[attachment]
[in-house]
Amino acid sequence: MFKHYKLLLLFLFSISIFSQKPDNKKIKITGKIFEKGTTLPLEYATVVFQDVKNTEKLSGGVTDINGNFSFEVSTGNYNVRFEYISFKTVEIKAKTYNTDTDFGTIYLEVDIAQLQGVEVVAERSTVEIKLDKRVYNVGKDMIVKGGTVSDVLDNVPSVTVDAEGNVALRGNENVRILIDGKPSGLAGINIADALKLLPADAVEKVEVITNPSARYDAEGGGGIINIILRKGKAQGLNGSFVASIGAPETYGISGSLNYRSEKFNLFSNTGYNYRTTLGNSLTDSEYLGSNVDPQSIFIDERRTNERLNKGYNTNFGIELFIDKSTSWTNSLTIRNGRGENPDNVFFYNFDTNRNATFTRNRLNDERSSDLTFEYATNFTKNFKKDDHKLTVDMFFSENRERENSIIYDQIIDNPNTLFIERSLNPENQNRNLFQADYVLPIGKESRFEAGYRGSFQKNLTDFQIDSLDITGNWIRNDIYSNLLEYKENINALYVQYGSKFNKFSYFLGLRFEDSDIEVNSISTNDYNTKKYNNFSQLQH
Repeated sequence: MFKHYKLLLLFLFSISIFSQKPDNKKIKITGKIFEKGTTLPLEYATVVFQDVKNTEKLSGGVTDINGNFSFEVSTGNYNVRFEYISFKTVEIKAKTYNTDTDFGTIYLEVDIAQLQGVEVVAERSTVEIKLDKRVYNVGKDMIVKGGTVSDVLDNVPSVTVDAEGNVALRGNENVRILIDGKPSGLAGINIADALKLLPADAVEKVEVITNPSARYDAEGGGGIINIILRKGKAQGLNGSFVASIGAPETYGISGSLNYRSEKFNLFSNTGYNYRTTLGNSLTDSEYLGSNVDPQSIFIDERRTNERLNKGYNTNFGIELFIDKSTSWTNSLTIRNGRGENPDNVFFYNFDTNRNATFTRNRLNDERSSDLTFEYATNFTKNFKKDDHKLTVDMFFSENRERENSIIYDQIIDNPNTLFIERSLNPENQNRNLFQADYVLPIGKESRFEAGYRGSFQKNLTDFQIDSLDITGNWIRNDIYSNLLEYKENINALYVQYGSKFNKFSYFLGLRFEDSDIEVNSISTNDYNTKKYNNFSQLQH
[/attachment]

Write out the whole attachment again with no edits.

[in-house]
Amino acid sequence: MFKHYKLLLLFLFSISIFSQKPDNKKIKITGKIFEKGTTLPLEYATVVFQDVKNTEKLSGGVTDINGNFSFEVSTGNYNVRFEYISFKTVEIKAKTYNTDTDFGTIYLEVDIAQLQGVEVVAERSTVEIKLDKRVYNVGKDMIVKGGTVSDVLDNVPSVTVDAEGNVALRGNENVRILIDGKPSGLAGINIADALKLLPADAVEKVEVITNPSARYDAEGGGGIINIILRKGKAQGLNGSFVASIGAPETYGISGSLNYRSEKFNLFSNTGYNYRTTLGNSLTDSEYLGSNVDPQSIFIDERRTNERLNKGYNTNFGIELFIDKSTSWTNSLTIRNGRGENPDNVFFYNFDTNRNATFTRNRLNDERSSDLTFEYATNFTKNFKKDDHKLTVDMFFSENRERENSIIYDQIIDNPNTLFIERSLNPENQNRNLFQADYVLPIGKESRFEAGYRGSFQKNLTDFQIDSLDITGNWIRNDIYSNLLEYKENINALYVQYGSKFNKFSYFLGLRFEDSDIEVNSISTNDYNTKKYNNFSQLQH
Repeated sequence: MFKHYKLLLLFLFSISIFSQKPDNKKIKITGKIFEKGTTLPLEYATVVFQDVKNTEKLSGGVTDINGNFSFEVSTGNYNVRFEYISFKTVEIKAKTYNTDTDFGTIYLEVDIAQLQGVEVVAERSTVEIKLDKRVYNVGKDMIVKGGTVSDVLDNVPSVTVDAEGNVALRGNENVRILIDGKPSGLAGINIADALKLLPADAVEKVEVITNPSARYDAEGGGGIINIILRKGKAQGLNGSFVASIGAPETYGISGSLNYRSEKFNLFSNTGYNYRTTLGNSLTDSEYLGSNVDPQSIFIDERRTNERLNKGYNTNFGIELFIDKSTSWTNSLTIRNGRGENPDNVFFYNFDTNRNATFTRNRLNDERSSDLTFEYATNFTKNFKKDDHKLTVDMFFSENRERENSIIYDQIIDNPNTLFIERSLNPENQNRNLFQADYVLPIGKESRFEAGYRGSFQKNLTDFQIDSLDITGNWIRNDIYSNLLEYKENINALYVQYGSKFNKFSYFLGLRFEDSDIEVNSISTNDYNTKKYNNFSQLQH